- Show input and show output buttons: Show the pitch of the input or output signal, respectively, on the notes of the keyboard.
- Correction Amount display: Indicates the amount of pitch change. The red marker indicates the average correction amount over a longer time period. You can use the display when discussing (and optimizing) the vocal intonation with a singer during a recording session.
- Response slider and field: Determine how quickly the voice reaches the corrected destination pitch. This will determine how audible the effect is; use slow for “invisible” correction and fast for Kanye vibes.
- Detune slider and field: Detune the output signal by the set value.
So as you can see above, Logic’s Pitch Correction is a pretty robust plugin; it has all the parameters you’d want from a pitch correction tool, without having the hefty pricetag that Antares Autotune or Melodyne have, for example. Sound-wise, it’s pretty solid. I have used this myself many times over the years and it produces great results, and considering it comes bundled with Logic Pro from the get go, it’s a great tool.
Other options for Pitch Correction
It wouldn’t be an article on Pitch Correction if we didn’t give a shout out to the previously mentioned Antares Autotune and Melodyne plugins. There are two flagship players in the world of Pitch Correction, and for good reason, they each offer distinct ways to correct and manipulate pitch in your productions.
Antares Autotune is basically a more fleshed out version of Logic’s Pitch Correction plug in (or rather, Logic’s plugin is a stripped down version of Autotune); it was the original plug in of its type, produced in 1997 by Antares Audio Technologies. It revolutionised the way producers could work with vocals, gaining both acclaim and notoriety simultaneously. It spawned many copycats, of which Logic’s Pitch Correction is one.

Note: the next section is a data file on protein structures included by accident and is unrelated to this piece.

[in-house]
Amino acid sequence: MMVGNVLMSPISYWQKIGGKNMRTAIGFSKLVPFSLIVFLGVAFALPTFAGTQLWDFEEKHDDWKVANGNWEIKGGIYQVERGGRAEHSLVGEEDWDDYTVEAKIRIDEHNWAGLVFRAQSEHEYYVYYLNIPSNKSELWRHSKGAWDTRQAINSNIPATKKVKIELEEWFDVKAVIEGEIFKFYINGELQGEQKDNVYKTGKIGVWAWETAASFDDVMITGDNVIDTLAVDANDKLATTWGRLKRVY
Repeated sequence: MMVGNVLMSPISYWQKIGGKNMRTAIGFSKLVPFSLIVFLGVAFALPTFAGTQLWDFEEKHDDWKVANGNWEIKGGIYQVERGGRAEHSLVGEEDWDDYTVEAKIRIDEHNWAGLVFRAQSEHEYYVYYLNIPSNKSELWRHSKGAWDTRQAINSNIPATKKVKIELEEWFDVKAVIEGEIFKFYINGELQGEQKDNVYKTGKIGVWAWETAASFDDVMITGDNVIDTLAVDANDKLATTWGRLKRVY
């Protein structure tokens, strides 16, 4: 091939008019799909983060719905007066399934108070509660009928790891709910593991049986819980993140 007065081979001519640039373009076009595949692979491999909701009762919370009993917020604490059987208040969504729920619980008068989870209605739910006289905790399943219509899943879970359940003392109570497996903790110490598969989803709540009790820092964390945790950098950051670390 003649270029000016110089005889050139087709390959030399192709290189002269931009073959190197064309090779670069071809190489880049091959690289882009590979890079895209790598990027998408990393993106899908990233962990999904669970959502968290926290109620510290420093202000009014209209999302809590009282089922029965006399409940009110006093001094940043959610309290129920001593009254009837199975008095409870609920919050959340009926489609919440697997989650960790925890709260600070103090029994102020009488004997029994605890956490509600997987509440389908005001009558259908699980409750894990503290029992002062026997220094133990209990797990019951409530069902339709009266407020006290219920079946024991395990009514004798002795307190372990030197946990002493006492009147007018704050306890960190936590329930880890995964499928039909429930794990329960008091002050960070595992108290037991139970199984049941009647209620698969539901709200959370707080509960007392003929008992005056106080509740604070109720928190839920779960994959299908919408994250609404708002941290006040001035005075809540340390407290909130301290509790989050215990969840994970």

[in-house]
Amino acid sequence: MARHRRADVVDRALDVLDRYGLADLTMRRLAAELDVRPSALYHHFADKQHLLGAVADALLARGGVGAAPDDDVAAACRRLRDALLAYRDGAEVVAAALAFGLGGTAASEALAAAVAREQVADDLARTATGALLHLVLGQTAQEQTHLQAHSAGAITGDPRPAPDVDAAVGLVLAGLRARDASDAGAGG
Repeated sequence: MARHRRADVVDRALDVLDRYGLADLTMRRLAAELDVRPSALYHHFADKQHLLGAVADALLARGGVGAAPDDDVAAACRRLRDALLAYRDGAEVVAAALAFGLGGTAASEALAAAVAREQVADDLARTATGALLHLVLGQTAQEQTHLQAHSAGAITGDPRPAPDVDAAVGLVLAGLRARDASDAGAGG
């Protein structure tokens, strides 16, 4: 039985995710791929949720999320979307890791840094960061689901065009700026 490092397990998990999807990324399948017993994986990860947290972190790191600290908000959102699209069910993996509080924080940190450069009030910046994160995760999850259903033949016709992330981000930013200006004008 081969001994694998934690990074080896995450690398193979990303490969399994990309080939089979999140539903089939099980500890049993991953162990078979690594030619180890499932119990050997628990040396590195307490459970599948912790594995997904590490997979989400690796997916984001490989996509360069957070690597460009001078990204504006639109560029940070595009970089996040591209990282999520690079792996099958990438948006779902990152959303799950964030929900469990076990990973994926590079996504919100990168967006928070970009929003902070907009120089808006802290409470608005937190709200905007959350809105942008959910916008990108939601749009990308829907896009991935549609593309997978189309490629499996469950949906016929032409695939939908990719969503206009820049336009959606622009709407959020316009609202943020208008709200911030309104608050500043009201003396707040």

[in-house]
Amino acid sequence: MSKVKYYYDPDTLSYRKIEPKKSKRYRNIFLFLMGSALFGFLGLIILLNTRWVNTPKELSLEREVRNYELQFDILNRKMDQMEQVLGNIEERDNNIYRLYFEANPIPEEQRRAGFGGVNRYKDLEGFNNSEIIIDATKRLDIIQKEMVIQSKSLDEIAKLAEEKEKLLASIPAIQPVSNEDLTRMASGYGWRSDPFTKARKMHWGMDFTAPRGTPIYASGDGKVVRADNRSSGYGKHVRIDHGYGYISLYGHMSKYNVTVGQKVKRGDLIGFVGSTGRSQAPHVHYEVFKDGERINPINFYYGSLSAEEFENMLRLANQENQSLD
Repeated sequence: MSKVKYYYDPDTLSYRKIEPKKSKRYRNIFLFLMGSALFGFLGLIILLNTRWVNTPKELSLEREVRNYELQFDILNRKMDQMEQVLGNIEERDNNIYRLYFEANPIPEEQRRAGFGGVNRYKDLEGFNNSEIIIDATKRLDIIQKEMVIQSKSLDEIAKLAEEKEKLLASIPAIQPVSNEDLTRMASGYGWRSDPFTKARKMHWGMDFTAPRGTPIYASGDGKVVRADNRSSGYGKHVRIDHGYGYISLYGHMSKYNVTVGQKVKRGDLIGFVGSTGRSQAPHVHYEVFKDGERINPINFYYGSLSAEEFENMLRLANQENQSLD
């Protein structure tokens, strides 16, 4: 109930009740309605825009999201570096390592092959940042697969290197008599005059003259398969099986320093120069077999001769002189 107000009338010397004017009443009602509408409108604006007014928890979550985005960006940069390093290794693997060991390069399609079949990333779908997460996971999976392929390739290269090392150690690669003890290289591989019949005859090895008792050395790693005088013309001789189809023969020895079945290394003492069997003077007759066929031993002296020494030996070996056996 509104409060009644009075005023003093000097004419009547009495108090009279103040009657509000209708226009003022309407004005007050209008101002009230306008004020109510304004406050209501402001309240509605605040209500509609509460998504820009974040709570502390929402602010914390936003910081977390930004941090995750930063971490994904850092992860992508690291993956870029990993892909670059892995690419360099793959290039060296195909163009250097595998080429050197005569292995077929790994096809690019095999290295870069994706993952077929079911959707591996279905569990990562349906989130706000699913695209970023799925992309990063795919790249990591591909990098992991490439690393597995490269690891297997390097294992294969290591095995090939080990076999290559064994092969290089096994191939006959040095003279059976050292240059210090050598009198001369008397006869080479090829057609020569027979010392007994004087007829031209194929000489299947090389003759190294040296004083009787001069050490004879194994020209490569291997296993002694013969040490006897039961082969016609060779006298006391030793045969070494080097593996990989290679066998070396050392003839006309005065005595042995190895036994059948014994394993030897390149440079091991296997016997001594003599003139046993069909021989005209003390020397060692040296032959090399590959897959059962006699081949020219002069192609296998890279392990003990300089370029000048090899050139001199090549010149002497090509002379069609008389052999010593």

It offers a more fleshed out experience; giving you more control over the effect and how it’s applied, with controls such as Humanize, Natural Vibrato and more. While it’s definitely a powerhouse plug in, and the go to if you’re looking for this type of effect, you can achieve equally satisfying results with the cheaper alternatives, since Antares Autotune Pro costs a hefty $399.
Celemony’s Melodyne is another huge player in the pitch correction world. Melodyne is different to Autotune, and famous for its almost forensic level of detail it allows. The notes of a phrase are shown on a piano-roll like interface, so you can easily see how close to your target note the incoming audio signal is.
As with Auto-Tune, Melodyne can be used in a subtle way; you can change the note’s average pitch, as well as duration, vibrato depth and starting positions of words and phrases. The level of control over these means you can adjust things slightly to get a more cleaned up sound, or you can go overboard and abuse the controls until you have something that sounds wholly unnatural.
Melodyne even has a multitrack mode which allows you to create artificial harmonies which can sound great on a chorus!
In general, the two plug ins are seen as two sides of the same coin. Where Auto-Tune is seen as a great tool for on the fly real time correction; a quick fix, Melodyne is seen as the more intricate forensic option, allowing much more details and finesse. The trade off then is that it is very time consuming and requires someone who really knows what they’re doing, whereas with Auto-Tune, you’re pretty much in a plug in and play situation, allowing anyone to sing ‘in tune’. Just check out soundcloud’s overabundance of bedroom rappers and you’ll see what I mean.
So, as you can probably tell, there are loads of options for pitch correction plugins out there, but Logic Pro X's bundled plugin offers some really great features and sound. I can say from personal experience that it delivers some quality results, so make sure you try it out!
As always, thanks for checking in with us here at Top Music Arts!